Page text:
Tim Leeds Havre Daily News email@example.com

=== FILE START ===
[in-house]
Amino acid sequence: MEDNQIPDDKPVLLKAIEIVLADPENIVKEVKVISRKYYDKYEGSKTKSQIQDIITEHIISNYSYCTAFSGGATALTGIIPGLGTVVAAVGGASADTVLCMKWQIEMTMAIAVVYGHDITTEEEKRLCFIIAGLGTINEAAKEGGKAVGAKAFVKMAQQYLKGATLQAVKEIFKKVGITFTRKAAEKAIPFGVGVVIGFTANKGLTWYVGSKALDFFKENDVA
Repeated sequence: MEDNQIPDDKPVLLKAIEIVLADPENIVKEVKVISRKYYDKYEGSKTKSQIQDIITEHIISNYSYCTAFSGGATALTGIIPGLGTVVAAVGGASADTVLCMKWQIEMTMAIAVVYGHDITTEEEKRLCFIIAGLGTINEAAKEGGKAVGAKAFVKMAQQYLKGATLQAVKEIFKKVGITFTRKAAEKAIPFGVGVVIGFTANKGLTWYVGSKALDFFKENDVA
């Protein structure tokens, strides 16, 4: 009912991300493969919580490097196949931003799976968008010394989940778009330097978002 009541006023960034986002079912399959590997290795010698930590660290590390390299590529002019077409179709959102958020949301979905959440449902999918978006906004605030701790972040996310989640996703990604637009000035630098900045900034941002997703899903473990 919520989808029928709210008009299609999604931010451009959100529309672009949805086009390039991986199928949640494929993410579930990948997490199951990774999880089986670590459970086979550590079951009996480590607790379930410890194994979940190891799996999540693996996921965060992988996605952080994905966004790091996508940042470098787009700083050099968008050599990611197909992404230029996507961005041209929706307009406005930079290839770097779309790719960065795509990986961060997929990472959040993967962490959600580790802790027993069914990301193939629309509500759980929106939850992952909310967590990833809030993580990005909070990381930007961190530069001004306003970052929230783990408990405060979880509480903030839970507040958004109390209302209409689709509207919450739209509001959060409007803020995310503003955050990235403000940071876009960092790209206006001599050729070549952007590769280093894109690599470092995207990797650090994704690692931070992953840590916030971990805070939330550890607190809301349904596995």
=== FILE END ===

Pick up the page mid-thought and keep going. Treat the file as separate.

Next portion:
In celebration of opening a state-of-the-art lab related to alternative energy, Montana State University-Northern is holding an open house in its Applied Technology Center Thursday. “Hopefully we’re going to have some kind of an economic impact. It’s just the baby steps to where we could be producing these fuels,” Greg Kegel, dean of Northern’s College of Technical Sciences said about Northern’s Bioenergy Innovation and Testing Center that opened in February. The lab will be used to test fuels and lubricants such as biodiesel to make sure they meet the standards set by ASTM International, formerly known as the American Society for Testing and Materials. Producers need to meet the standards before they can market their products, Kegel said. The open house will include presentations by Tom Livers of the Montana Department of Environmental Quality; Tony Priete, director of the Montana Department of Commerce; Cascade County Commissioner Peggy Beltrone, a member of the national steering committee for 25x25, the effort to have at least 25 percent of the nation’s fuel consumption provided by renewable energy by 2025; and Gov. Brian Schweitzer. Senior Vice President Lyle Nichols and several others from the Kiewit construction company will also attend. Kegel said the support of the Peter Kiewet construction company, based in Omaha, Neb., and the governor and legislature were crucial in setting up the center. Kiewit donated equipment worth almost half a million dollars, while the state made a special appropriation of $250,000 to purchase equipment, Kegel said. The end result is the only fuel certification lab in the state, and one of the best-equipped labs in the region. Kegel said that when a Technician was in to calibrate some of the equipment, the technician said Northern’s facility probably has some of the most state-of-the-art technology in this part of the country. The lab is already connecting with local businesses. Kegel said that includes doing testing work for Earl Fisher Biofuels of Chester, which is working to eventually produce 1 million gallons of biodiesel a year for local use from locally grown crops, and for Peaks and Prairies LLC of Malta, which produces biolubricants using Montana-grown crops. Kegel said the goal is to eventually provide services to the entire state, and outside of the state, with the lab hopefully paying for its own operation and maintenance. Work for out-of-state companies is already set, he added. Foundation Coal has signed a $200,000 contract to have the lab test fuel additives, which could increase efficiency and reduce t h e amo u n t o f f u e l n e e d e d . Foundation Coal burns about 35 million gallons of diesel a year, Kegel said, while Kiewit uses nearly that much. “Both companies are interested in anything that can increase efficiency and reduce the bottom line,” he said. The equipment donated by Kiewit an intercoupled plasma spectrometer can be used to test lubricants, such as those from a transmission or crank case, to see how many particles are suspended in the oil. That can determine how much wear the engine has experienced, allowing companies to retire equipment to be serviced rather than waiting for it to break down, Kegel said. The lab is also being used to research advances in biofuels, such as finding ways for them to perform better in cold weather and to reduce emissions, he said. Northern hired a research biochemist last August, Jon Soriano, Ph.D., who is working on the research. Kegel said the staff is also working on making the testing done by the lab extremely user-friendly. They are setting up a Web site where the results of testing will be posted immediately, eliminating any wait for customers having biofuels tested to find the results of the tests. The open house starts at 11 a.m. in the Applied Technology Center, with the speakers scheduled to begin at 11:30 a.m. Guided tours of the center will start at 1 p.m.